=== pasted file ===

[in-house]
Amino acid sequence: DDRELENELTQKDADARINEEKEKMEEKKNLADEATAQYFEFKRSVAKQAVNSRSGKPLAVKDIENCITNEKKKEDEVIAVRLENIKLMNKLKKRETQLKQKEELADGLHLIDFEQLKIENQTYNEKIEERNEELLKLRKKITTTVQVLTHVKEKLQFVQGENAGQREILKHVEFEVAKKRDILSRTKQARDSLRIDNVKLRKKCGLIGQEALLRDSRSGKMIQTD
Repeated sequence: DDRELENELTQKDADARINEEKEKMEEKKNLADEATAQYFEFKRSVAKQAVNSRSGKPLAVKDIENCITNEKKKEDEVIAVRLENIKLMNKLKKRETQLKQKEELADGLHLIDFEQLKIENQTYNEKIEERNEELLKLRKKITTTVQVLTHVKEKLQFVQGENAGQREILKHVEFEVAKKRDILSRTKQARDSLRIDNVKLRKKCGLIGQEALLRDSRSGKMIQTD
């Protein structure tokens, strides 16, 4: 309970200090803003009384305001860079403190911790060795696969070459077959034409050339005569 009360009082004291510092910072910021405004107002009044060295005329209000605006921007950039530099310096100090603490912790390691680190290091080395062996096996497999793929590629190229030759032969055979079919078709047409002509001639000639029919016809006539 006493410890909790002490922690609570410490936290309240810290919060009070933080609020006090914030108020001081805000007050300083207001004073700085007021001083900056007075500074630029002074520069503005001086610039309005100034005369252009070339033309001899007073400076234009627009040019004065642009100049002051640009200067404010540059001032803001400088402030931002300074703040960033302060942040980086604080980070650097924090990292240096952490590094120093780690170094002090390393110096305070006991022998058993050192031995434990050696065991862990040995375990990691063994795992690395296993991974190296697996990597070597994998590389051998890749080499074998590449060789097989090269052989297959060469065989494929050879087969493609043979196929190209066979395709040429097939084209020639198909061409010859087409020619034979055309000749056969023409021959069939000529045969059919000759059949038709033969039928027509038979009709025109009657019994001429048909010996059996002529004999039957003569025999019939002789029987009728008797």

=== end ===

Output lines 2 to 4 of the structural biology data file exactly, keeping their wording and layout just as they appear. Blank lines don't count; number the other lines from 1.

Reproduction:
Amino acid sequence: DDRELENELTQKDADARINEEKEKMEEKKNLADEATAQYFEFKRSVAKQAVNSRSGKPLAVKDIENCITNEKKKEDEVIAVRLENIKLMNKLKKRETQLKQKEELADGLHLIDFEQLKIENQTYNEKIEERNEELLKLRKKITTTVQVLTHVKEKLQFVQGENAGQREILKHVEFEVAKKRDILSRTKQARDSLRIDNVKLRKKCGLIGQEALLRDSRSGKMIQTD
Repeated sequence: DDRELENELTQKDADARINEEKEKMEEKKNLADEATAQYFEFKRSVAKQAVNSRSGKPLAVKDIENCITNEKKKEDEVIAVRLENIKLMNKLKKRETQLKQKEELADGLHLIDFEQLKIENQTYNEKIEERNEELLKLRKKITTTVQVLTHVKEKLQFVQGENAGQREILKHVEFEVAKKRDILSRTKQARDSLRIDNVKLRKKCGLIGQEALLRDSRSGKMIQTD
């Protein structure tokens, strides 16, 4: 309970200090803003009384305001860079403190911790060795696969070459077959034409050339005569 009360009082004291510092910072910021405004107002009044060295005329209000605006921007950039530099310096100090603490912790390691680190290091080395062996096996497999793929590629190229030759032969055979079919078709047409002509001639000639029919016809006539 006493410890909790002490922690609570410490936290309240810290919060009070933080609020006090914030108020001081805000007050300083207001004073700085007021001083900056007075500074630029002074520069503005001086610039309005100034005369252009070339033309001899007073400076234009627009040019004065642009100049002051640009200067404010540059001032803001400088402030931002300074703040960033302060942040980086604080980070650097924090990292240096952490590094120093780690170094002090390393110096305070006991022998058993050192031995434990050696065991862990040995375990990691063994795992690395296993991974190296697996990597070597994998590389051998890749080499074998590449060789097989090269052989297959060469065989494929050879087969493609043979196929190209066979395709040429097939084209020639198909061409010859087409020619034979055309000749056969023409021959069939000529045969059919000759059949038709033969039928027509038979009709025109009657019994001429048909010996059996002529004999039957003569025999019939002789029987009728008797």